CAIRO - Plans by a far-right party to screen a film defaming Prophet Muhammad (peace and blessing be upon him) have sparked a heightened debate in Germany about banning the movie to avoid angering the Muslim minority in the country.
I demand more respect for people's religious sentiments, German Interior Minister Hans-Peter Friedrich was quoted as saying by Deutche Welle on Wednesday, September 19.
"We as Christians have had to put up with a lot in recent years, protected under the label expression, press and artistic freedom.
A far-right group known as Pro-Deutschland (Pro-Germany) has announced plan to screen a US-made film insulting the Prophet.
Friedrich warned that screening of the anti-prophet movie would be a political action that would only serve to pour oil on the fire.
He said banning the film would not constitute an attack on the freedom of expression.
"In this case, I consider it appropriate to consider all legal possibilities linked to the right to hold public demonstrations ... to see how we can act against it," Friedrich told Phoenix rolling news channel.
Produced by an American-Israeli real estate developer, the film, entitled Innocence of Muslims, portrays the Prophet as a fool, philanderer and a religious fake.
The film triggered protests in several countries around the world, which left at least 14 people dead, including the US ambassador in Libya.
Angry with the insulting material, Sudanese protestors stormed and set ablaze the German embassy in Khartoum last week.
The offensive movie was promoted by US pastor Terry Jones, who angered Muslims in 2010 with plans to burn the Noble Qur'an.
Last week, the German government banned the US pastor from entering Germany, after Pro-Deutschland sought to invite him.
Ban or Not?
German Foreign Minister Guido Westerwelle condemned the film as an anti-Islamic hate video.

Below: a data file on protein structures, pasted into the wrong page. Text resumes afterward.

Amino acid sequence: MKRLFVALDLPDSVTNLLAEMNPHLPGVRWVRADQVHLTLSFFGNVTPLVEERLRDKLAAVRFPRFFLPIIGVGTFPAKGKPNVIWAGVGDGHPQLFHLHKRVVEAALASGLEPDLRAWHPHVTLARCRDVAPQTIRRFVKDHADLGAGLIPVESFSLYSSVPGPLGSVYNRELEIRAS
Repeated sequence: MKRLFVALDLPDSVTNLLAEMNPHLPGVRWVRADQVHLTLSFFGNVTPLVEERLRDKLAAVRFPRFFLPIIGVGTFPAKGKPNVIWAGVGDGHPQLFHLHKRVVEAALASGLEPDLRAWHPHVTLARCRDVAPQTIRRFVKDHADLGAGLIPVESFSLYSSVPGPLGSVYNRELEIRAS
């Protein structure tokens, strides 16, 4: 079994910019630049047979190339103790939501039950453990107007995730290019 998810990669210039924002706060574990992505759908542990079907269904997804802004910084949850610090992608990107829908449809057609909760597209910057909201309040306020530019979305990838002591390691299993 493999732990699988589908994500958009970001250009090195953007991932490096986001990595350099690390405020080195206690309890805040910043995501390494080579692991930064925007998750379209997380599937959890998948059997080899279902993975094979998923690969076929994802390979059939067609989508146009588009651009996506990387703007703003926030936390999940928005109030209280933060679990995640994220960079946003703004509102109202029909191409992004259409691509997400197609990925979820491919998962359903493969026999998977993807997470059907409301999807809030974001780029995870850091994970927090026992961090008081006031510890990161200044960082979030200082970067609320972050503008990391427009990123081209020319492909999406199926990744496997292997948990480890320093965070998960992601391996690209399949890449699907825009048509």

"Those perpetrating the violence in Arab countries represent their people as little as these far-right activists represent Germany, he said, Reuters reported.
He said freedom of expression should not go beyond the point of insulting people.
"We shouldn't fall for those who sow the seeds of confrontation and conflict through violence, extremism, intolerance and fundamentalism.
The top diplomat said that German authorities would weigh whether to ban any screening of the anti-prophet movie.
But the ban invited opposition from some Germans, including Muslims.
"The more this content is made taboo, the more damage is done," Lamya Kaddor, the head of the Liberal Muslim Association, told the left-leaning daily Tageszeitung.
German newspapers were also critical of plans to ban the anti-prophet film.
"Should the anti-Islam video that has caused outrage across half the world be banned here in Germany? The answer must be: No," said mass-circulation daily Bild.
The Financial Times Deutschland said that banning the film would be a "victory for the extremists" while the Sueddeutsche Zeitung said it would allow Pro Deutschland to set themselves up as "martyrs for freedom of speech".
Germany has between 3.8 and 4.3 million Muslims, making up some 5 percent of the total 82 million population, according to government-commissioned studies.
Germans have grown hostile to the Muslim presence recently, with a heated debate on the Muslim immigration into the country.
A recent poll by the Munster University found that Germans view Muslims more negatively than their European neighbors.
Germany's daily Der Spiegel had warned last August that the country is becoming intolerant towards its Muslim minority.According to a 2010 nationwide poll by the research institute Infratest-dimap, more than one third of the respondents would prefer "a Germany without Islam."